POV Globe Display Spins Up Full Color Tupac

Persistence of vision projects were once all the rage, judging by a quick review of the literature here on Hackaday. They’ve tapered off a bit lately, but this impressive full-color globe display might just kick-start some new POV projects.

Built as a final project for an EE course, [Evan] and [Kyle]’s project is more about the control electronics and programming than the mechanical end of the build. Still, spinning a 12″ ring of 1/4″ thick acrylic with a strip of APA102 LEDs glued to the edge takes some thoughtful engineering. While the build appears sturdy, [Evan] does admit to a bit of wobble under full steam, which was addressed by adding some weight to the rig. We wonder if mounting half the LEDs on each side of the ring to balance the forces wouldn’t have worked better. True, it would have complicated the coding for the display, but maybe that would have been good for extra points. In any case, the display turned out well and the quality of the images is great. And as an aside: how awesome is it that we live at a time when you can order a six-circuit slip-ring for a project like this for less than $20?

It’s the end of the semester and we love seeing the final projects that have just made it across the finish line. This globe is one, yesterday we saw a voice-controlled digital eye exam, and if you have or know of a final project, don’t forget send us the link!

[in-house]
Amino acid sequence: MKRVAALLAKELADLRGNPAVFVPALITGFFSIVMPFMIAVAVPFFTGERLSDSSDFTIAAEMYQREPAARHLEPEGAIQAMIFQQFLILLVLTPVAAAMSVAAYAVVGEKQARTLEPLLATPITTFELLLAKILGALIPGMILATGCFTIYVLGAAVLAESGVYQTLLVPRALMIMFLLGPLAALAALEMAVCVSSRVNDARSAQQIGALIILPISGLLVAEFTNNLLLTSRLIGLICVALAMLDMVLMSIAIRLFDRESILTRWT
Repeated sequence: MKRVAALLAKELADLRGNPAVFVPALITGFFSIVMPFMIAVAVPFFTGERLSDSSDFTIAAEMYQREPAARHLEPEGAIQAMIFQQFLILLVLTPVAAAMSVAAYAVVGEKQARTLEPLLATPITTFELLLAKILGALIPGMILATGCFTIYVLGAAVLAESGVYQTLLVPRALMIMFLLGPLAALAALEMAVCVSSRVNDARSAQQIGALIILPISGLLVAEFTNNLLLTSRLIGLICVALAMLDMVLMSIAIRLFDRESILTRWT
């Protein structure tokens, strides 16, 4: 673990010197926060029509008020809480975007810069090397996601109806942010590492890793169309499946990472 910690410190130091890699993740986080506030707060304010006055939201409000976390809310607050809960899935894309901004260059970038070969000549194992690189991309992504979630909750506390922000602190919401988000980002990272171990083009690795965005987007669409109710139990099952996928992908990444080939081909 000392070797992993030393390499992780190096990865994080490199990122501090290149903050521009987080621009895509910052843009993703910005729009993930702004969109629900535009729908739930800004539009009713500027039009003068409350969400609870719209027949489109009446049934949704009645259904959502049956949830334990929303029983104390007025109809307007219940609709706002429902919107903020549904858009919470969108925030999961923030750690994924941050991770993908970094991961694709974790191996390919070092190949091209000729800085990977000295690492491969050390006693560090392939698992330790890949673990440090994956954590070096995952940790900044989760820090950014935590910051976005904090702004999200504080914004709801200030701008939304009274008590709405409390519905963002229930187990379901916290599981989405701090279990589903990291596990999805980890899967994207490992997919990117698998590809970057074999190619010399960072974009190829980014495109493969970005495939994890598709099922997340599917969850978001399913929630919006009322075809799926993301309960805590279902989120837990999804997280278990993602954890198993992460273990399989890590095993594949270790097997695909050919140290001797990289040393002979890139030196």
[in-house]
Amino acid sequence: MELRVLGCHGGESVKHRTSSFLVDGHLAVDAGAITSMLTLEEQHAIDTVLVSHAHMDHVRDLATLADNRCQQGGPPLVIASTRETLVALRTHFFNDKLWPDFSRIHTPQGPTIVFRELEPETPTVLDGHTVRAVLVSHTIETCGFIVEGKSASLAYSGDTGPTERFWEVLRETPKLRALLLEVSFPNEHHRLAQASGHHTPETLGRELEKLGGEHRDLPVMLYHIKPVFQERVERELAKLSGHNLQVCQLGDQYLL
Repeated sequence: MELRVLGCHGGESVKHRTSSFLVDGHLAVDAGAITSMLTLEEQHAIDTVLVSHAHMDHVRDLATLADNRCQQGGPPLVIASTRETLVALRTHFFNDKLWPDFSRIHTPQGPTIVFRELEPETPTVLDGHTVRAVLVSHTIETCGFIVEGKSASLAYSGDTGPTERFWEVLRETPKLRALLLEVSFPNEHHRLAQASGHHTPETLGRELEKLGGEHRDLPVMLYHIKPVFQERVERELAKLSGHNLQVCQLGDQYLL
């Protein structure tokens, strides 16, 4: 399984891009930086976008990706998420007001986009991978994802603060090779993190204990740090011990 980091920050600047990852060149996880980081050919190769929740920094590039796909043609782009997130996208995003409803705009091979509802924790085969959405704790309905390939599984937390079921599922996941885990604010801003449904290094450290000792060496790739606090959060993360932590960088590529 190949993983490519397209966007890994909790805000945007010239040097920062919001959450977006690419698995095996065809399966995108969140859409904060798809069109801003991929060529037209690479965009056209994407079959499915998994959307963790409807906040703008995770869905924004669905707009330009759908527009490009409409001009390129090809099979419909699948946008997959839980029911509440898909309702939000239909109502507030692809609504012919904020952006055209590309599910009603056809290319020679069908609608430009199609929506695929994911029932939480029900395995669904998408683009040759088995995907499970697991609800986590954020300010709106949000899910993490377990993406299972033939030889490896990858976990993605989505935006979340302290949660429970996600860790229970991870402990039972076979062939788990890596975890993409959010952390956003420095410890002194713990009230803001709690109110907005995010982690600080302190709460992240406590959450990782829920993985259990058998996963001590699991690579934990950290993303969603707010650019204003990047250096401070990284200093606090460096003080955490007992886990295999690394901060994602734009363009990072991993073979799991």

If POV globes are your thing, be sure to set the Hackaday WABAC machine a few years and check out this Death Star design from 2012 or this globe from 2010.

11 thoughts on “POV Globe Display Spins Up Full Color Tupac

    1. You’d need a fair amount of bandwidth, latency would also be a problem. You could code around it, but you’d need the timing to be consistent, which might be a problem in packet-based radio.

      You’d end up with so much hardware on the disc itself, you may as well just stick the controller on there. Which would show behind the LEDs and spoil the image. Reliability probably isn’t massively important, things like this are proofs of concept, or just fun. If it wears out, he can always order another slip ring, since he knows how it fits together. They’ll only cost $15 by then.

    2. I expect that, like all things in life, you can get good slip rings and not so good slip rings, and perhaps basing yourself on one bad experience isn’t the best way to go.

      And with slip rings quality does matter and it’s easy to see how some manufacturer could put out a poor product. I mean just using the wrong material is so easy since the best contacts are made from precious metals and that drives up the cost and you can sell it with a poor material and it’ll seem good for long enough to not have too much hassle from dissatisfied customers.

  1. Could also run LEDs Around the whole ring, slightly offset and you’ll have an interlaced image that is twice as bright as it’s spinning, done right and you won’t even have gaps in the image. Added bonus of having the ring be a bit closer to balanced!

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